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Kaomoji: Expressing Emotions Through Text

Date Published: Last Update:2015/06/03 Pop Culture & OTAKU , ,

An emotion icon, better known by the portmanteau emoticon is a meta-communicative pictorial representation of a facial expression that, in the absence of body language and prosody, serves to draw a receiver’s attention to the tenor or temper of a sender’s nominal verbal communication, changing and improving its interpretation. It expresses — usually by means of punctuation marks (though it can include numbers and letters) — a person’s feelings or mood, though as emoticons have become more popular, some devices have provided stylized pictures that do not use punctuation.

Emoticon History

In Western countries, emoticons are usually written at a right angle to the direction of the text. Users from Japan popularized a kind of emoticons called kaomojis (顔文字, often confused with emojis in the West) that can be understood without tilting one’s head to the left. This style arose on ASCII NET of Japan in 1986.

kaomoji

A “jaw-dropped” kaomoji.

As social media has become widespread, emoticons have played a significant role in communication through technology. They offer another range of “tone” and feeling through texting that portrays specific emotions through facial gestures while in the midst of text-based cyber communication.

Kaomoji

Users from Japan popularized a style of emoticons (顔文字, kaomoji) that can be understood without tilting one’s head to the left. This style arose on ASCII NET of Japan in 1986. Similar looking emoticons were used by Byte Information Exchange (BIX) around the same time.

These emoticons are usually found in a format similar to (*_*). The asterisks indicate the eyes; the central character, commonly an underscore, the mouth; and the parentheses, the outline of the face.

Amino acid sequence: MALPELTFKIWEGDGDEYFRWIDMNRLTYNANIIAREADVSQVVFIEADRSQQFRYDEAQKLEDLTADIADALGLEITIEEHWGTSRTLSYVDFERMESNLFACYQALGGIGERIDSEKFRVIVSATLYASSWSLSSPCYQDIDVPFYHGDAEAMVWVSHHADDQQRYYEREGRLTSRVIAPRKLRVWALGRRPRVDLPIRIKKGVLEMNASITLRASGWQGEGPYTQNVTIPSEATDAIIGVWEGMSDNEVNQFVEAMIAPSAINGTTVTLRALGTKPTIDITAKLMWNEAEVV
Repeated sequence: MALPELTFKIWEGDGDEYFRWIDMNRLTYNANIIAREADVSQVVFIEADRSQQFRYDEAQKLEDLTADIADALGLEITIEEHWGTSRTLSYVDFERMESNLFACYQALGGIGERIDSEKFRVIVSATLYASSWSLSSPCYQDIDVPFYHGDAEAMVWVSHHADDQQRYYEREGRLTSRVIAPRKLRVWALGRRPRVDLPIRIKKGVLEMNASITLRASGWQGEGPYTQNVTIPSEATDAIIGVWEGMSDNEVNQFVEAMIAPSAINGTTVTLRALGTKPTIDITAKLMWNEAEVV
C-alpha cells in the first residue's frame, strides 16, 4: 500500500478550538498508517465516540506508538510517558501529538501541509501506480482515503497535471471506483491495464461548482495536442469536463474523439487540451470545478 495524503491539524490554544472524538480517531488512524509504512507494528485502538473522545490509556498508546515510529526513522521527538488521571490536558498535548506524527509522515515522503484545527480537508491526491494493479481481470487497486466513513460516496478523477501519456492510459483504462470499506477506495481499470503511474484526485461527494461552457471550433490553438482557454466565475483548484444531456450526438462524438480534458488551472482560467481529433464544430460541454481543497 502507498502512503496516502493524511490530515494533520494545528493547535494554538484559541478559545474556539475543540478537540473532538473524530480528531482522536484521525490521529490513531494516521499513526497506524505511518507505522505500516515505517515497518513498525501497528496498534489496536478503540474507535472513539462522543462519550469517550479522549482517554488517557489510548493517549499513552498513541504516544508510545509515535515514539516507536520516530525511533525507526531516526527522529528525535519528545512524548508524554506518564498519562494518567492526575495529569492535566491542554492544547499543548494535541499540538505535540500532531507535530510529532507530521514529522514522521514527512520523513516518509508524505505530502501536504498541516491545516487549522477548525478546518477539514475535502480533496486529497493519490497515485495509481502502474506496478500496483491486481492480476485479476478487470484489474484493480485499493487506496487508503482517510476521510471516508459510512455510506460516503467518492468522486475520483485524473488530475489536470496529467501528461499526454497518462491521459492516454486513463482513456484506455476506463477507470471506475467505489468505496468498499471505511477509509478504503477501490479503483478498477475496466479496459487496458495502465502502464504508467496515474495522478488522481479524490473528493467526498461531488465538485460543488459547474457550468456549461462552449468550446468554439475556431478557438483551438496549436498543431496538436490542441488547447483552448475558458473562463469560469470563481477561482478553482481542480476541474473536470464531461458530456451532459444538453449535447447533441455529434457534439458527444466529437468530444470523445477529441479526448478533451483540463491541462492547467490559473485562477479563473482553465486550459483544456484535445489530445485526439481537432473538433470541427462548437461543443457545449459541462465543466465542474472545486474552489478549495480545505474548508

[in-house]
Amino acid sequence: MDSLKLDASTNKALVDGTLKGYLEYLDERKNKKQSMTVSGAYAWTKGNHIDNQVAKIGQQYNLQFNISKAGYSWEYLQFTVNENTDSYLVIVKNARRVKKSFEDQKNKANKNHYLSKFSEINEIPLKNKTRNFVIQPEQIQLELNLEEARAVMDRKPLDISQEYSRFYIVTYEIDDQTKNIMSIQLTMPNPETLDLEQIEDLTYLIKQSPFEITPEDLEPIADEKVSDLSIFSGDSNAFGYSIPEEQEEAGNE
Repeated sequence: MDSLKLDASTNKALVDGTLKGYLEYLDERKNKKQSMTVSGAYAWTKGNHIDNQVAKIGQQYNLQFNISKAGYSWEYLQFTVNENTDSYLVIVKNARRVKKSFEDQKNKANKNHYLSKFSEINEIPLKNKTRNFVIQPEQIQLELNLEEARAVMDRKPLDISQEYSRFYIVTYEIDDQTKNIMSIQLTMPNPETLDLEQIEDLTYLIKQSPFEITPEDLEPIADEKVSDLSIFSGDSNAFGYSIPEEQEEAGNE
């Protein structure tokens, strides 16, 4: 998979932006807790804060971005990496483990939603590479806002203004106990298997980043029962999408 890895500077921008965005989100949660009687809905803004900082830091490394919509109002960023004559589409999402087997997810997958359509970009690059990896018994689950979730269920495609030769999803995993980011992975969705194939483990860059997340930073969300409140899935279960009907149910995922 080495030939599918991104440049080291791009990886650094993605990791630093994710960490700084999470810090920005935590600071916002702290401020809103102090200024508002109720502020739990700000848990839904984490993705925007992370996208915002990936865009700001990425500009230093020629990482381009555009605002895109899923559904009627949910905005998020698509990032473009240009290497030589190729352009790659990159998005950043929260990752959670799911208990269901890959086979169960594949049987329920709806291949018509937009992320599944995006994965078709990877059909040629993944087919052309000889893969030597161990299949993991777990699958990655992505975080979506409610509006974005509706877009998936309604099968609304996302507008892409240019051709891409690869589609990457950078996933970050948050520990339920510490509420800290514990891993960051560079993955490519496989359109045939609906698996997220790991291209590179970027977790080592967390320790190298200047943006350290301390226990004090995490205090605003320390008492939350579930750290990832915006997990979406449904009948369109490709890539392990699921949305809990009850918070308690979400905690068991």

Different emotions such as (“)(-_-)(“), are expressed by changing the character representing the eyes, for example “T” can be used to express crying or sadness (T_T). T_T may also be used as meaning ‘unimpressed’. The emphasis on the eyes is reflected in the common usage of emoticons that use only the eyes, e.g. ^^. Looks of stress are represented by the likes of (x_x) while (-_-;) is a generic emoticon for nervousness, the semicolon indicating sweat that occurs during anxiety. Repeating the /// mark can indicate embarrassment by symbolizing blushing. Characters like hyphens or periods can replace the underscore; the period is often used for a smaller, “cuter” mouth or to represent a nose, e.g. (^.^). Alternatively, the mouth/nose can be left out entirely, e.g. (^^).

Parentheses also can often be replaced with braces, e.g. {^_^}. Many times, the parentheses are left out completely, e.g. ^^, >.< , o_O, O.O, e_e and/or e.e. A quotation mark “, apostrophe ‘, or semicolon ; can be added to the emoticon to imply apprehension or embarrassment, in the same way that a sweat drop is used in popular and common Asian animation.

Microsoft IME 2000 (Japanese) or later supports the use of both forms of emoticons by enabling Microsoft IME Spoken Language/Emotion Dictionary. In IME 2007, it was moved to Emoticons dictionary.

Further variations of emoticons may be produced by using combining characters, e.g. ٩(͡๏̯͡๏)۶ and ᶘᵒᴥᵒᶅ.

These emoticons can be used also with [ ] instead of ( ), or without the parentheses at all in some of the cases. There is also the \(0O0)\, indicating a hooligan or crazed behavior, and the (ノ◕ヮ◕)ノ*:・゚✧.

In the next post, we will discuss meanings of popular kaomojis.
References:

1. Emoticon. Wikipedia.

2. Images from AC-Illust

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